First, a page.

Earle FR, Jones Q (1962) Analyses of seed samples from 113 plant families. Econ Bot 16:221

  9. 9.

    Freeman GF (1912) Southwestern Beans and Teparies. AZ Agr Exp Sta Bulletin 68

  10. 10.

    Freeman GF (1913) Tepary, a new cultivated legume from the Southwest. Bot Gaz 56:395

  11. 11.

    Hendry GW (1919) Bean Culture in California. CA Agr Exp Sta Bulletin 294

  12. 12.

    Institute of Food Technologists (1981) Sensory evaluation guide for testing food and beverage products. Food Tech 35:50

  13. 13.

    Jaffe WG (1980) Hemagglutinins (lectins). In: Liener IE (ed.) Toxic Constituents of Plant Foodstuffs. Academic Press, New York

  14. 14.

    Jaffe WG, Brucher O, Palozzo A (1972) Detection of four types of specific phytohemagglutinins in different lines of beans (Phaseolus vulgaris). Z Immun Forsch Bd 142:439

  15. 15.

    Jaime-Amaya F, Young CT, Chichester CO (1977) Automated determination of tryptophan in legumes and cereals. J Agric Food Chem 25:139

  16. 16.

    Kakade ML, Borchers R (1967) Gastrointestinal gas production in rats fed raw and heated navy beans with or without added antibiotics. Proc Soc Exp Biol Med 124:1272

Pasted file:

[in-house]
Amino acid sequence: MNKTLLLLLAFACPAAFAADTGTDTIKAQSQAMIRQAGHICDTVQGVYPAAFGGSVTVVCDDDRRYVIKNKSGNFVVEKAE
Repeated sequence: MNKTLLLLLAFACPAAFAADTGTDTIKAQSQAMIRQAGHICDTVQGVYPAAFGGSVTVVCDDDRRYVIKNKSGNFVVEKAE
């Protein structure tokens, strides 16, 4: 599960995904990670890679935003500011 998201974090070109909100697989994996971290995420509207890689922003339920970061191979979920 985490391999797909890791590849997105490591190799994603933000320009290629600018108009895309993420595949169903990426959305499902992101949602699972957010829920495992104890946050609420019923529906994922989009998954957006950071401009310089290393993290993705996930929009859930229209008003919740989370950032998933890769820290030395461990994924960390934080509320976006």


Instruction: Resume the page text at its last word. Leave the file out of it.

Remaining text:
17. 17.

    Kakade ML, Rackis JJ, McGhee JE, Puski G (1974) Determination of trypsin inhibitor activity of soy products: A collaborative analysis. Cereal Chem 51:376

  18. 18.

    Koenig RA, Johnson CR (1942) Colorimetric determination of phosphorus in biological materials. Ind Eng Chem Analyst Edn 14:155

  19. 19.

    Liener IE (1980) Miscellaneous toxic factors. In: Liener IE, (ed.) Toxic Constituents of Plant Foodstuffs. Academic Press, New York

  20. 20.

    Liener IE, Kakade ML (1980) Protease inhibitors. In: Liener IE (ed.) Toxic Constituents of Plant Foodstuffs. Academic Press, New York

  21. 21.

    Mager J, Chevion M and Glasser G (1980) Favism. In: Liener IE (ed.) Toxic Constituents of Plant Foodstuffs. Academic Press, New York

  22. 22.

    Nabhan GP, Berry JW, Anson C, Weber CW (1980) Papago Indian floodwater fields and tepary bean protein yields. Ecol Food Nutr 10:71

  23. 23.

    Nabhan GP, Felger RS (1978) Teparies in southwestern North America, a biogeographical and ethnohistorical study ofPhaseolus acutifolius. Econ Bot 32:3

  24. 24.

    Nabhan GP, Teiwes H (1983) Tepary beans, O'odham farmers and desert fields. Desert Plants 5(1):15

  25. 25.

    Nabhan GP, Weber CW, Berry JW (1979) Legumes in the Papago-Pima Indian diet and ecological niche. Kiva 44:173

  26. 26.

    Nabhan GP, Weber CW, Berry JW Variation in composition of Hopi Indian beans. Ecol Food Nutr., In Press

  27. 27.

    National Academy of Sciences, National Research Council (1971) Atlas of Nutritional Data on the United States and Canadian Feeds. National Academy of Sciences, Washington, DC